Today's Veterinary Practice

TVP_JUL-AUG2018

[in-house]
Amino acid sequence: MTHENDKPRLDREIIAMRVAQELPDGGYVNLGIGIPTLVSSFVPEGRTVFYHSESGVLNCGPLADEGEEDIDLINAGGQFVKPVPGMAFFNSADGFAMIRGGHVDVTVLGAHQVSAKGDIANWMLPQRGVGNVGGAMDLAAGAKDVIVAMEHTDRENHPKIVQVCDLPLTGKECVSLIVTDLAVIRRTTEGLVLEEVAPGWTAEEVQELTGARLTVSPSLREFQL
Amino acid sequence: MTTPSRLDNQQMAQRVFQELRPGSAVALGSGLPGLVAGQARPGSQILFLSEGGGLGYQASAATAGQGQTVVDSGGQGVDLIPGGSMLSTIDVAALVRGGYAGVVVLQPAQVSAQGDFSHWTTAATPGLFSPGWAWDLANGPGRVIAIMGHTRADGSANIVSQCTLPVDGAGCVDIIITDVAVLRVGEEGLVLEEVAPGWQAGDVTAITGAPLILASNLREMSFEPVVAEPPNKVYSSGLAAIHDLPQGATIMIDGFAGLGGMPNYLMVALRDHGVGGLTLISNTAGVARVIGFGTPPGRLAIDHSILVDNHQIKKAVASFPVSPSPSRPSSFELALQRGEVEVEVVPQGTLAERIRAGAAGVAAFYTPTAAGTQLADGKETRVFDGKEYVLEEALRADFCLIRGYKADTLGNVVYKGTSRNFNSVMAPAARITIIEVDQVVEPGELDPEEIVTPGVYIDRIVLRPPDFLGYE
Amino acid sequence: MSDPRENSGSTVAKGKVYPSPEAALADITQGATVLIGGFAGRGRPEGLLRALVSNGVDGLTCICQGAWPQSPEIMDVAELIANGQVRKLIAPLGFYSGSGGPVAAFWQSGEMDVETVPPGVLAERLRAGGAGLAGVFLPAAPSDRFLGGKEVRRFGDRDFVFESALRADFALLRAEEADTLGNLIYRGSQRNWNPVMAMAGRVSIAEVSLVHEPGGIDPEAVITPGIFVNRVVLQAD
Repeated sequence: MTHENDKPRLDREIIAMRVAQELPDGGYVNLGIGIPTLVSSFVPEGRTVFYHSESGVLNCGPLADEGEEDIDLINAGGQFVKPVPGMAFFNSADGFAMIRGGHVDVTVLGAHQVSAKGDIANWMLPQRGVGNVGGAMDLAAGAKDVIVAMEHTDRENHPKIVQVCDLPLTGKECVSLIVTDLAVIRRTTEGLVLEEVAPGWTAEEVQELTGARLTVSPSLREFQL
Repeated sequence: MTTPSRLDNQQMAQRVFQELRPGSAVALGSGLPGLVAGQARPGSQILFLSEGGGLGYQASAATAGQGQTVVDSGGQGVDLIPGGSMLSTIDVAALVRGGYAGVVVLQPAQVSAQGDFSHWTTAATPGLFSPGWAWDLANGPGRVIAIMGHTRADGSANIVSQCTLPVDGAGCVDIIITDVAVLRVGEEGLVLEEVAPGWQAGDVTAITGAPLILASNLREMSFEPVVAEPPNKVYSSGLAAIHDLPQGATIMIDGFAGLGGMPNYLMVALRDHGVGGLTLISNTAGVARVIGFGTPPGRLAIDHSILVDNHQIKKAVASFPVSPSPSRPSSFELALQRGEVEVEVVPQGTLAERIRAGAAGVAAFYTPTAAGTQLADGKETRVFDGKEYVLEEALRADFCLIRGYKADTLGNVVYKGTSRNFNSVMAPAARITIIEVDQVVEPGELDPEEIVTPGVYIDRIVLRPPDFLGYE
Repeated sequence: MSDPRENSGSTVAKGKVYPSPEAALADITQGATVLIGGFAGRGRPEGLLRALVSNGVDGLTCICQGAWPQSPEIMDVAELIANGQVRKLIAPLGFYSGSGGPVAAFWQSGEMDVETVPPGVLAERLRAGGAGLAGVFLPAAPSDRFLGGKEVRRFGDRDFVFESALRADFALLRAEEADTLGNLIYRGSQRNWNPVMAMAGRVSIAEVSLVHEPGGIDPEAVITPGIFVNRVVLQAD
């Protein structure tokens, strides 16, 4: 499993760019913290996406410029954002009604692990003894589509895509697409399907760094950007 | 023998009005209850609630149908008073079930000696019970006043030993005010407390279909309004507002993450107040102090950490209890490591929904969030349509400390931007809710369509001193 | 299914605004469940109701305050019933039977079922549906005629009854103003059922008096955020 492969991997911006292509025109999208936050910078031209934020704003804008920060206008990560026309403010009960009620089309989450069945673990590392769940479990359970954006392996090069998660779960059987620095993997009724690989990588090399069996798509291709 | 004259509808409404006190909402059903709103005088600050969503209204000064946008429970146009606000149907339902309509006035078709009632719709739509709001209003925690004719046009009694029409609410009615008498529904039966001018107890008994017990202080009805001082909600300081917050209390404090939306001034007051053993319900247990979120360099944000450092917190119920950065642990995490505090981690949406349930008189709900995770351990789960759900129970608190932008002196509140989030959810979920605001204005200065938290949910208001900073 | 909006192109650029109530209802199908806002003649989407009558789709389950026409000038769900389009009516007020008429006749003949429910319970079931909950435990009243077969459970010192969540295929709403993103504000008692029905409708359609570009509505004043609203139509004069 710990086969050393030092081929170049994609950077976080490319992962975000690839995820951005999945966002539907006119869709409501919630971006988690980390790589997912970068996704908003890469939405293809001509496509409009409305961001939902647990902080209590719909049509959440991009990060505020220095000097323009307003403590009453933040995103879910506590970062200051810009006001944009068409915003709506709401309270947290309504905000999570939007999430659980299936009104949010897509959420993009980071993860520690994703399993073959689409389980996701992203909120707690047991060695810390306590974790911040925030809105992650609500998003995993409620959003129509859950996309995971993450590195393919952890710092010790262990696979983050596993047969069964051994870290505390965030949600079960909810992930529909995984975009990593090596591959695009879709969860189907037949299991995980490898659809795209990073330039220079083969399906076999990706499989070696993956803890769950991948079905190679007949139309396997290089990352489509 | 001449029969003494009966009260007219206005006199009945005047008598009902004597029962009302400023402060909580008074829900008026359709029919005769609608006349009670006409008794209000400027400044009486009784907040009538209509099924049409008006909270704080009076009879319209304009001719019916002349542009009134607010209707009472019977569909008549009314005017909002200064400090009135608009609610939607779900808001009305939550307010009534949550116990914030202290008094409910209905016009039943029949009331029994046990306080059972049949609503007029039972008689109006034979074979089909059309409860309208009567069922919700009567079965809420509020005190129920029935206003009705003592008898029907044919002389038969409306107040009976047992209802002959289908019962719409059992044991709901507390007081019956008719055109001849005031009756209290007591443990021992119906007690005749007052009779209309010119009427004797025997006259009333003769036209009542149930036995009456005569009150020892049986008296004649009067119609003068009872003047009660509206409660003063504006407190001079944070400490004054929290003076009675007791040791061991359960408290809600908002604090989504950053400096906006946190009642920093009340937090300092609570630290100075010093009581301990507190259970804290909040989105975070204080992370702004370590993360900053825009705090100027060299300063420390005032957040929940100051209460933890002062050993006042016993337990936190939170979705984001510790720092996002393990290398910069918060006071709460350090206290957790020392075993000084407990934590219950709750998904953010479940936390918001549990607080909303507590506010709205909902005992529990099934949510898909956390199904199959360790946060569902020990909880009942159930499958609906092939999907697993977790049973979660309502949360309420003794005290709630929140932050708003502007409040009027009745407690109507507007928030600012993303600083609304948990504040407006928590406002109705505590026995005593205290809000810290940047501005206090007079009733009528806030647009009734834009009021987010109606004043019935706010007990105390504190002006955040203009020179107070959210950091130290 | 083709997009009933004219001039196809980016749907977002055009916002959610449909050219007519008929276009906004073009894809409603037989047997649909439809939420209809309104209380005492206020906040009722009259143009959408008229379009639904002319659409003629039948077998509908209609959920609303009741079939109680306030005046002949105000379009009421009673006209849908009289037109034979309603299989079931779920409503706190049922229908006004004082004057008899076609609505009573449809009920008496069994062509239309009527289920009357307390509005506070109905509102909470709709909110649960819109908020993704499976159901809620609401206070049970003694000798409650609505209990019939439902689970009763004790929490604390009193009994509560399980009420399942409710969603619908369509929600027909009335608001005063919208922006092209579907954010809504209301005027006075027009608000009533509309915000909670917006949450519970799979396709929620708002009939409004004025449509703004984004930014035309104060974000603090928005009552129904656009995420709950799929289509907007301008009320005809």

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PEER REVIEWED 72 JULY/AUGUST 2018 todaysveterinarypractice.com BOX 1. Indications The American College of Veterinary Internal Medicine (ACVIM) consensus statement describes 4 stages of heart disease and failure. The ACVIM consensus statement for DMVD outlines a staging system for preclinical (stage B) and clinical (stages C and D) disease. 7 Preclinical DCM (Stage B2) This stage is characterized by systolic dysfunction (dilated left ventricle in systole) that is usually associated with left ventricular dilation in diastole, with or without left atrial enlargement, and with or without supraventricular and ventricular arrhythmias. Abnormalities are identified by screening with echocardiography and electrocardiography (ECG). The primary diagnostic criterion for preclinical DCM is significant systolic left ventricular dysfunction. Therefore, echocardiography is required to establish a diagnosis (see CASE 1 ). Research data from studies of Doberman pinschers 8 and Irish wolfhounds 9 with preclinical DCM show that pimobendan use was associated with Reduced left ventricular size in systole and diastole 8 Delayed average time to onset of CHF or sudden death 8,9 Longer overall survival times 8,9 Pimobendan may be considered for use in other breeds with echocardiographic confirmation of preclinical DCM ( TABLE 1 ). Clinical DCM (Stages C and D) Clinical DCM is characterized by left ventricular systolic dysfunction and dilation complicated by CHF. It is manifested by pulmonary edema, with or without ascites, and, more rarely, pleural effusion, with or without significant ventricular arrhythmias or atrial fibrillation. Pimobendan added to heart failure therapy (furosemide and benazepril) improves clinical status, delays onset of refractory signs of heart failure, and increases survival times. 10,11 Preclinical DMVD (Stage B2) DMVD is most common in middle-aged to older small breed dogs and is characterized by a left-sided systolic murmur over the mitral valve (left apex). Dogs with stage B2 heart disease show radiographic and echocardiographic evidence of heart enlargement without clinical signs attributable to heart disease. Stage B2 will progress to CHF in only 30% of dogs; however, all of these dogs are at risk for disease progression characterized by progressive heart enlargement. 12 Pimobendan delays the onset of CHF, in part through reduction in heart size, and increases survival times. 13,14 Pimobendan use is recommended for dogs that have a confirmed diagnosis of preclinical DMVD and radiographic and echocardiographic heart size measurements that meet or exceed the following criteria used in the EPIC study 13 (see CASE 2 ): Radiographic vertebral heart size (VHS) >10.5 Two-dimensional echocardiographic left atrium/aorta ratio (LA/Ao-2D) ≥1.6 Echocardiographic normalized left ventricular internal dimension in diastole indexed to body weight (LVIDdN) ≥1.7 15 If echocardiography is not available but the signalment and murmur characteristics support DMVD and the dog has radiographic evidence of cardiomegaly with a VHS ≥11.5, pimobendan can be considered on the basis of recommendations created by the Cardiac Education Group ( TABLE 1 ). 16 If the VHS is >10.5 but <11.5, echocardiography is strongly recommended to guide recommendations regarding pimobendan use. 16 Clinical DMVD (Stages C and D) Characteristics of these stages are similar to those of stage B2 but include past or present clinical signs consistent with CHF. For dogs with clinical DMVD, pimobendan doubles the time to sudden death, treatment failure, or euthanasia for cardiac reasons. 17 In dogs with at least moderate pulmonary hypertension, it decreases tricuspid regurgitation outflow velocities, indicating reduced pulmonary pressures. Treatment with pimobendan is clearly indicated for dogs with stage B2 (asymptomatic that meet EPIC heart size entry criteria) or stages C and D (symptomatic) DMVD with or without pulmonary hypertension, characterized by elevated left atrial pressures. In dogs with concurrent pulmonary hypertension secondary to DMVD, the positive effects are probably multifactorial. The effects may be secondary to reduced left atrial pressure, increased right heart systolic function associated with increased inotropy, and reduced pulmonary vascular resistance associated with vasodilation. 18 ■ Pulmonary hypertension unrelated to DMVD, resulting in right-sided CHF (ascites) refractory to standard therapy (i.e., cor pulmonale, advanced heartworm disease, pulmonary thromboembolism). For these patients, pimobendan can be added to other therapies; however, we recommend first consulting a cardiologist. CONTRAINDICATION When ascites is the result of pericardial effusion that requires pericardiocentesis, use of pimobendan is not recommended. PRECAUTIONS Pimobendan seems to be safe and well tolerated. Reported adverse effects are relatively rare and are typically limited to gastrointestinal upset associated

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